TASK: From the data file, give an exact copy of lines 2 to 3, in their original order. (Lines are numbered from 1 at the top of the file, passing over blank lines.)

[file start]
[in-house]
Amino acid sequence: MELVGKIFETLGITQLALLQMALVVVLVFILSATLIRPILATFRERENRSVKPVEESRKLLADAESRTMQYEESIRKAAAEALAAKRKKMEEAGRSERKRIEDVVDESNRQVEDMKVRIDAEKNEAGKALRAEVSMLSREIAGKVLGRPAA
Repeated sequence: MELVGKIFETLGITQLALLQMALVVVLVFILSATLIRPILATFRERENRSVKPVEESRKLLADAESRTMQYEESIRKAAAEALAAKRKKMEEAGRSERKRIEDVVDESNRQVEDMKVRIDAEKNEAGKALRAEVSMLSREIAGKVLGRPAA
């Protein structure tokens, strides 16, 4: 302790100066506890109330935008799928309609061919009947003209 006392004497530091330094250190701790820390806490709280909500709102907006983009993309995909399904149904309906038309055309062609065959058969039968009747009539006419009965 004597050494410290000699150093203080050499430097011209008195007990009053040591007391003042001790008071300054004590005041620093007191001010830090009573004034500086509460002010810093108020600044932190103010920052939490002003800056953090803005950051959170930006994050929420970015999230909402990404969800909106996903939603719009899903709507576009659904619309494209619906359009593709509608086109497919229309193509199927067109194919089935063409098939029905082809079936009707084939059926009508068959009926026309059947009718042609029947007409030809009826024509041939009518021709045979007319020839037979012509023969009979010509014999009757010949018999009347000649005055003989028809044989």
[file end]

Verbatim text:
Amino acid sequence: MELVGKIFETLGITQLALLQMALVVVLVFILSATLIRPILATFRERENRSVKPVEESRKLLADAESRTMQYEESIRKAAAEALAAKRKKMEEAGRSERKRIEDVVDESNRQVEDMKVRIDAEKNEAGKALRAEVSMLSREIAGKVLGRPAA
Repeated sequence: MELVGKIFETLGITQLALLQMALVVVLVFILSATLIRPILATFRERENRSVKPVEESRKLLADAESRTMQYEESIRKAAAEALAAKRKKMEEAGRSERKRIEDVVDESNRQVEDMKVRIDAEKNEAGKALRAEVSMLSREIAGKVLGRPAA